So the result of the Stratton Street sweep stake as to the timing of President Trump’s reaction to the Fed 25bp rate cut last night, drum roll……..3 hours and 17 minutes after the Fed announcement (3 hours and 7 minutes after my guess) is the winning ticket with a “Powell let us down” tweet.
The Fed cut rates for the first time in a decade although there were two dissenters, Rosengren and George; they also announced they will stop their balance sheet runoff two months ahead of schedule now in August. However, there was conflicting messages in the press conference where Chairman Powell described the cut as a “mid-term policy correction” and intended to “insure against downside risks from weak growth and trade uncertainties” only then to comment that he was concerned for the risks to global growth, manufacturing and below target inflation. This caused a stormy session for bond yields and the stock market. Indeed the Treasury curve flattened as the long bond rallied 3bp while two year yields are this morning 6bp higher than they were yesterday morning.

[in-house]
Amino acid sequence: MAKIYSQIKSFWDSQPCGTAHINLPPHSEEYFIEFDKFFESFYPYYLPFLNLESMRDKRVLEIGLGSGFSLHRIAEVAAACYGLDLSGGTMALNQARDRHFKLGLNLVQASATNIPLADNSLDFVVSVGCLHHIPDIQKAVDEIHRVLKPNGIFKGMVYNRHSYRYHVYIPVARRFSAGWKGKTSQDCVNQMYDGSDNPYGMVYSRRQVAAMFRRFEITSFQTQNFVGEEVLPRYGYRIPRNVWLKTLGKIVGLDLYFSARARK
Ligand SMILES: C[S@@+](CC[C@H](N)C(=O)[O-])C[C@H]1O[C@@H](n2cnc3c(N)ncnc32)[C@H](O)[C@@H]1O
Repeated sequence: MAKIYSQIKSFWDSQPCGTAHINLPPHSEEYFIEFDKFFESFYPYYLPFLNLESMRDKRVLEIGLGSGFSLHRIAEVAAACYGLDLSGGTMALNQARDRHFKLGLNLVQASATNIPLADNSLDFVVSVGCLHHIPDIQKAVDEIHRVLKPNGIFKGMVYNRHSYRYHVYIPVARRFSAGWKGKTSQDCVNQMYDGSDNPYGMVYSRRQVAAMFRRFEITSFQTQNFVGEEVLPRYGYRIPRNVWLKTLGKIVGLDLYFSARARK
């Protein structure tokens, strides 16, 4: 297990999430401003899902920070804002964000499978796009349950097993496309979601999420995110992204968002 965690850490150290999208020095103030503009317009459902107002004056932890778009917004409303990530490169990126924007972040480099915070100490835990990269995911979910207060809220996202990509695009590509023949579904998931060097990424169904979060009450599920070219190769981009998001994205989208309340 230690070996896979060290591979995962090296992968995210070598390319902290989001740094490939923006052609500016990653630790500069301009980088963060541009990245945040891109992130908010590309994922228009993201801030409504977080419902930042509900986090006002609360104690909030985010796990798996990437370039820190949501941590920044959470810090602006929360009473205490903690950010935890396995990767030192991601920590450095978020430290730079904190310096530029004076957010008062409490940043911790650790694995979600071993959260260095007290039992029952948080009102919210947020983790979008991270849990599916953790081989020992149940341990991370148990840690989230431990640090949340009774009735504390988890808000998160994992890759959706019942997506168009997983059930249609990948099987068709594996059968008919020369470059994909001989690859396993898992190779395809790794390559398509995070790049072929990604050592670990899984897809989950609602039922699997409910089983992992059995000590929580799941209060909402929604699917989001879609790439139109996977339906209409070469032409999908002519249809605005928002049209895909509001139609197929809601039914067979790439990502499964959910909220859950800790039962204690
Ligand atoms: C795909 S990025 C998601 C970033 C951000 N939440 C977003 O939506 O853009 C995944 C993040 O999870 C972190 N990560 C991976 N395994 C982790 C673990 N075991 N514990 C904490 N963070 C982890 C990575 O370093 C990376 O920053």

In regard to the runoff of the balance sheet, this means they will start reinvesting maturing Treasury securities, which is thought to be about $15bln in August and $13bln in September. This will increase their add-on purchases at auctions and also decrease the Treasuries funding needs by the same amount. They will also start investing proceeds from maturing Mortgage Backed Securities (MBS) of about $20bln a month into Treasuries via open market operations, all helping to alleviate the funding requirements of the government.
As to the future outlook from the Fed and the chances for a further September cut, it would appear we are again data dependent with the Non-Farm Payrolls release tomorrow and today's ISM and the manufacturing PMI the first key reports on show. At this juncture we are 50:50 on a September rate cut but we would expect bond yields to be lower at year end than they are today. September could be very interesting, my birthday, the restart of trade talks and the September 18th Fed gathering plus we should all be over our post-holiday blues.
In the meantime, happy holidays and happy markets is the forecast.